Charting the journey of an Irish contemporary dance artist with specific reference to the role that the University of Limerick played in this.
It is hard to say exactly where it stemmed from, my interest in Contemporary Dance. In many ways it began before I even knew there was such a thing called contemporary dance. The only two kinds of dance I had heard about when I was growing up (I was born in 1954) were Irish Traditional Dance and Ballet. I took some Irish Traditional Dance classes when I was young and was often whirled at speed around Kerry sets and polkas, by my aunts at weddings and other celebratory occasions. I never studied Ballet as a child.
I was introduced to something called Creative Dance, as part of Physical Education, when I was at post-primary school. And I also studied it as part of my undergraduate degree in Physical Education at (Thomond College) now the University of Limerick.
Two years after graduating from college, following on from some classes in something called Contemporary Dance, I left my full-time job as a post-primary teacher and headed to off New York learn more about it. At this stage I had never seen any contemporary dance performances: all my inspiration had come from the teachers with whom I had studied.
I lived and studied dance in New York city for a period of three years. New York, home of such pioneering contemporary dance artists as Martha Graham, Merce Cunningham, Erick Hawkins: the latter whose technique became foundational to my development as a dancer. New York, home of the post-modern ‘turn’ in dance in the ‘60s as reflected in the ideological stances and choreographic works created during this time. These works emerged from a radical rejection of traditional contemporary dance techniques. Everyday movements became inspiration for material in many of the pieces created. Choreographies were performed in parks, rafts floating on lakes, in lofts as part of ‘happenings’, on streets and on roof-tops: everywhere and anywhere. Art and life became intertwined and musicians, dancers, visual artists, architects, film makers – trained and untrained, all joined together to create. The legacy of this period and its impact on dance history is unquestionable.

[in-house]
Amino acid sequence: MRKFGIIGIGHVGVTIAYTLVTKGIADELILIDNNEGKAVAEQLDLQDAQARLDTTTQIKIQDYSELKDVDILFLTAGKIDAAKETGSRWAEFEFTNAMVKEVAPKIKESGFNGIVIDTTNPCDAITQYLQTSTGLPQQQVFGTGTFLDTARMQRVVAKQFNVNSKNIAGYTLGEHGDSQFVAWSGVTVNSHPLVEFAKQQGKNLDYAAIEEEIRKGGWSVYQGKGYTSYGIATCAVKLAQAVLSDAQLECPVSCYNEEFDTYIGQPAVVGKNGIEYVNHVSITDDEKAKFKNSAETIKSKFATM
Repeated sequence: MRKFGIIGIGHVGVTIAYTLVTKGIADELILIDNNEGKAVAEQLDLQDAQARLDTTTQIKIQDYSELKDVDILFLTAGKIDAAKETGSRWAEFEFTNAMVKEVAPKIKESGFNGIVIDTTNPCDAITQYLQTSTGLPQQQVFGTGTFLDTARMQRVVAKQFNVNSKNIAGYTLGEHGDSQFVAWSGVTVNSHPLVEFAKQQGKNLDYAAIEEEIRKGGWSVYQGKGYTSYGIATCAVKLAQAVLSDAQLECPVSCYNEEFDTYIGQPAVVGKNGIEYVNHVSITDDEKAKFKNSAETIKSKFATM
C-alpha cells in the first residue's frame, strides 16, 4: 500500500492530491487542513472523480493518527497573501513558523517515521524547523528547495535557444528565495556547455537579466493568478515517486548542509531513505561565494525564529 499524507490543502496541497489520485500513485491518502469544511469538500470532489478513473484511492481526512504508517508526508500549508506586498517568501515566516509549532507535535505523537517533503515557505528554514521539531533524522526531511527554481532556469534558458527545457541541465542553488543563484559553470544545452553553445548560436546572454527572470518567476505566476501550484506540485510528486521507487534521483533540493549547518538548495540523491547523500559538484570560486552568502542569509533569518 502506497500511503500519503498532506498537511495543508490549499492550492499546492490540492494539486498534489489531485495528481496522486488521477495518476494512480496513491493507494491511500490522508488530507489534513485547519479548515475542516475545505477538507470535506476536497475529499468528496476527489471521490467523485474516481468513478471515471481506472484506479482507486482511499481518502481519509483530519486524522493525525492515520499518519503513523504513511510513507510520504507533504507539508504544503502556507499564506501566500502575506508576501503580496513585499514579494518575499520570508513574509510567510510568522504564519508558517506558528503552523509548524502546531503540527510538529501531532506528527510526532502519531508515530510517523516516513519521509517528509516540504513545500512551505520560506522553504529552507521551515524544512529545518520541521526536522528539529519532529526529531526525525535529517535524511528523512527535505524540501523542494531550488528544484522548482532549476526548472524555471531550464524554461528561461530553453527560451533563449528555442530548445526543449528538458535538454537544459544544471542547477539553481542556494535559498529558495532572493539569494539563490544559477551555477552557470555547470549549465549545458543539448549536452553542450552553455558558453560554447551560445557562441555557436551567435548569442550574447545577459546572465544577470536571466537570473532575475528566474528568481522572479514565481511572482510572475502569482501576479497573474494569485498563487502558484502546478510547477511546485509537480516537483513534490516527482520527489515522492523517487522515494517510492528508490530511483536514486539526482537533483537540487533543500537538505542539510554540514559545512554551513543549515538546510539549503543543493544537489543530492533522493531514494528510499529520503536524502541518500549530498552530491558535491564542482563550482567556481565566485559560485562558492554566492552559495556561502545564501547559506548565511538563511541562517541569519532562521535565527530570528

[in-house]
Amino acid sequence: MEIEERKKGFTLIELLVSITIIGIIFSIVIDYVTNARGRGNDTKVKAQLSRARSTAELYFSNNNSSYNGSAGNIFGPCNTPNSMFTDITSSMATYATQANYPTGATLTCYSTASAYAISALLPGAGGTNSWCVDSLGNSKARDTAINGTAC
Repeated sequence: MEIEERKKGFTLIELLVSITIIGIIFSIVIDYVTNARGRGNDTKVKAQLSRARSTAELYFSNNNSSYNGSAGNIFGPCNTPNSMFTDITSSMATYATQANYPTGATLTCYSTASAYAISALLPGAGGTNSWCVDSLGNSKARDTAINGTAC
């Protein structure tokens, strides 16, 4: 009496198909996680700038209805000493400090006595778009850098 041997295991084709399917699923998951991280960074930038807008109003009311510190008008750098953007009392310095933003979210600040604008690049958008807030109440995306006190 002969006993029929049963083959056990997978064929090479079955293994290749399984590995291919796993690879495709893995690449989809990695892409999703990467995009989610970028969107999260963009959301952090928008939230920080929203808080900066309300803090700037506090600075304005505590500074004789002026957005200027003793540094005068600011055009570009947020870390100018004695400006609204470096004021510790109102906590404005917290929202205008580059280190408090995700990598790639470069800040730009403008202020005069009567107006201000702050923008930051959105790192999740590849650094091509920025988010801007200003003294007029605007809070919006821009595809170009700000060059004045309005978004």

Returning to Ireland, in 1980, I was invited to join Dublin Contemporary Dance Theatre. Founded by Joan Davis in 1979, it was Ireland’s first professional contemporary dance company. It was a small repertory company and many of the guest choreographers who came to work with the company were New York based: the links with this city continued to strengthen. And the community of dance artists now living and working in Ireland started to grow: slowly.
In 1986, Limerick called again time inviting me to be a dancer-in-residence. This position, the first of its kind in Ireland, was jointly funded by Thomond College of Education, Mary Immaculate College and the Arts Council. It led to the establishment of Daghdha Dance Company of which I was founder Artistic Director (1988- 1999). During this period the company developed a strong artistic identity and was invited to perform, at prestigious dance festivals, nationally and internationally. At that time Daghdha was based on campus at the University of Limerick something that did not go unnoticed by Professor Micheal O’Suilleabhain when he was appointed Chair of Music in 1993.
This led to the establishment of an MA in Contemporary Dance Performance as one of a suite of nine MA programmes housed with the Irish World Music Centre. I was appointed as the first Course Director. As part of this programme I had the opportunity to invite guest tutors to work with the students. Once again I looked to New York and invited a number of the pioneering dance artists from the post-modern ‘turn’, including Steve Paxton, Lisa Nelson and Yvonne Rainer to come work with them. Their contribution to the programme was hugely enriching for the students.
The community of contemporary dance practitioners living and working in Ireland has grown exponentially over the last forty years. And Limerick is recognised as one of its most important hubs. The University offers undergraduate and post-graduate level programmes in contemporary dance and Dance Limerick, in the heart of the city, is a thriving centre for professional dance practice.
For my part, I continue, in my role as teacher, to support students to find their own paths in this ever-widening field and I also continue to contribute to the wider community through my research as a choreographer and performer.
Mary Nunan is a contemporary dance artist, choreographer and performer. She has been Course Director of the MA in Contemporary Dance performance at the Irish World Academy of Music and Dance, University of Limerick since 1999. Throughout her career she has choreographed a substantial body of critically acclaimed solo and ensemble choreographies. Mary was a member of the Arts Council from 2003-2008. She was awarded a practice-based PhD, from Middlesex University, UK (2013).